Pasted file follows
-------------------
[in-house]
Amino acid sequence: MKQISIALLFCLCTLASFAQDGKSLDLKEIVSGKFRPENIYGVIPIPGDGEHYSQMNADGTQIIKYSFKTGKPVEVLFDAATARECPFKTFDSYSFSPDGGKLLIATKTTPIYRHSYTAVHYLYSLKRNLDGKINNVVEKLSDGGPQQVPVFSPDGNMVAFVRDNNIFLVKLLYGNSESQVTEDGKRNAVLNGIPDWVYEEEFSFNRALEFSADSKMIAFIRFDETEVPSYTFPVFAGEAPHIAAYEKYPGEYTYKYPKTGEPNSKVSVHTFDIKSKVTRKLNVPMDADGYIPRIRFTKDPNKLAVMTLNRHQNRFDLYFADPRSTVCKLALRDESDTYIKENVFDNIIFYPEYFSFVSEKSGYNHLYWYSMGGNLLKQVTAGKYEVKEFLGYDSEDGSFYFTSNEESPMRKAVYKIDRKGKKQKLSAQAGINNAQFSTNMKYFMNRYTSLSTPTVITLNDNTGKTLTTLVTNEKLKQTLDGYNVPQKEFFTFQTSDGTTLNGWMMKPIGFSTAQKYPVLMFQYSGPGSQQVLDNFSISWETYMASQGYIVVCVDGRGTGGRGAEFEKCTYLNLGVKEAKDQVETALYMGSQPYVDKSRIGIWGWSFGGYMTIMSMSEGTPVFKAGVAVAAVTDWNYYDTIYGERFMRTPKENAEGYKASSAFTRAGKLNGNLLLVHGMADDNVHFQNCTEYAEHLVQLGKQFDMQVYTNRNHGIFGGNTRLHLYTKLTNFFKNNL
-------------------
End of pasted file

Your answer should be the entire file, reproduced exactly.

[in-house]
Amino acid sequence: MKQISIALLFCLCTLASFAQDGKSLDLKEIVSGKFRPENIYGVIPIPGDGEHYSQMNADGTQIIKYSFKTGKPVEVLFDAATARECPFKTFDSYSFSPDGGKLLIATKTTPIYRHSYTAVHYLYSLKRNLDGKINNVVEKLSDGGPQQVPVFSPDGNMVAFVRDNNIFLVKLLYGNSESQVTEDGKRNAVLNGIPDWVYEEEFSFNRALEFSADSKMIAFIRFDETEVPSYTFPVFAGEAPHIAAYEKYPGEYTYKYPKTGEPNSKVSVHTFDIKSKVTRKLNVPMDADGYIPRIRFTKDPNKLAVMTLNRHQNRFDLYFADPRSTVCKLALRDESDTYIKENVFDNIIFYPEYFSFVSEKSGYNHLYWYSMGGNLLKQVTAGKYEVKEFLGYDSEDGSFYFTSNEESPMRKAVYKIDRKGKKQKLSAQAGINNAQFSTNMKYFMNRYTSLSTPTVITLNDNTGKTLTTLVTNEKLKQTLDGYNVPQKEFFTFQTSDGTTLNGWMMKPIGFSTAQKYPVLMFQYSGPGSQQVLDNFSISWETYMASQGYIVVCVDGRGTGGRGAEFEKCTYLNLGVKEAKDQVETALYMGSQPYVDKSRIGIWGWSFGGYMTIMSMSEGTPVFKAGVAVAAVTDWNYYDTIYGERFMRTPKENAEGYKASSAFTRAGKLNGNLLLVHGMADDNVHFQNCTEYAEHLVQLGKQFDMQVYTNRNHGIFGGNTRLHLYTKLTNFFKNNL